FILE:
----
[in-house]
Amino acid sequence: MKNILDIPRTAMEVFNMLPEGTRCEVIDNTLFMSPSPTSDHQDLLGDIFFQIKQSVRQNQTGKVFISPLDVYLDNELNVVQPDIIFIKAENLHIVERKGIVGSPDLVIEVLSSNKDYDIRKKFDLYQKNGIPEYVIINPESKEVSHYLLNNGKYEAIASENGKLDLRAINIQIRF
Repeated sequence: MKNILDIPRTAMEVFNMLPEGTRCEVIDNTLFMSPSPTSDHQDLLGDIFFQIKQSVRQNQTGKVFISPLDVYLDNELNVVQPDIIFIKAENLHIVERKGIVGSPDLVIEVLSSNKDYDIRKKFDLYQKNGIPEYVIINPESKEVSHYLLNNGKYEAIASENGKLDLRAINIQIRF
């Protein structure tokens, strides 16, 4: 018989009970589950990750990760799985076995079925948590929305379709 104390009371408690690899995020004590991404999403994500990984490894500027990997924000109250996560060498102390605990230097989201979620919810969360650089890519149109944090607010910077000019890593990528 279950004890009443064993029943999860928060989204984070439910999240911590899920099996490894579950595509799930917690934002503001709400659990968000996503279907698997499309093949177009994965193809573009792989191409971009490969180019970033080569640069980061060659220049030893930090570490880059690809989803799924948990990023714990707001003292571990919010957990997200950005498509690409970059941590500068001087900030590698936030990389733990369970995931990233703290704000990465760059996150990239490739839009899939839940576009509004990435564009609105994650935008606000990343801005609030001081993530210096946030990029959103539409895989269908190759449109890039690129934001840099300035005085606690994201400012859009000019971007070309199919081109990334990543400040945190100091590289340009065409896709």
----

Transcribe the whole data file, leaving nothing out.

[in-house]
Amino acid sequence: MKNILDIPRTAMEVFNMLPEGTRCEVIDNTLFMSPSPTSDHQDLLGDIFFQIKQSVRQNQTGKVFISPLDVYLDNELNVVQPDIIFIKAENLHIVERKGIVGSPDLVIEVLSSNKDYDIRKKFDLYQKNGIPEYVIINPESKEVSHYLLNNGKYEAIASENGKLDLRAINIQIRF
Repeated sequence: MKNILDIPRTAMEVFNMLPEGTRCEVIDNTLFMSPSPTSDHQDLLGDIFFQIKQSVRQNQTGKVFISPLDVYLDNELNVVQPDIIFIKAENLHIVERKGIVGSPDLVIEVLSSNKDYDIRKKFDLYQKNGIPEYVIINPESKEVSHYLLNNGKYEAIASENGKLDLRAINIQIRF
């Protein structure tokens, strides 16, 4: 018989009970589950990750990760799985076995079925948590929305379709 104390009371408690690899995020004590991404999403994500990984490894500027990997924000109250996560060498102390605990230097989201979620919810969360650089890519149109944090607010910077000019890593990528 279950004890009443064993029943999860928060989204984070439910999240911590899920099996490894579950595509799930917690934002503001709400659990968000996503279907698997499309093949177009994965193809573009792989191409971009490969180019970033080569640069980061060659220049030893930090570490880059690809989803799924948990990023714990707001003292571990919010957990997200950005498509690409970059941590500068001087900030590698936030990389733990369970995931990233703290704000990465760059996150990239490739839009899939839940576009509004990435564009609105994650935008606000990343801005609030001081993530210096946030990029959103539409895989269908190759449109890039690129934001840099300035005085606690994201400012859009000019971007070309199919081109990334990543400040945190100091590289340009065409896709």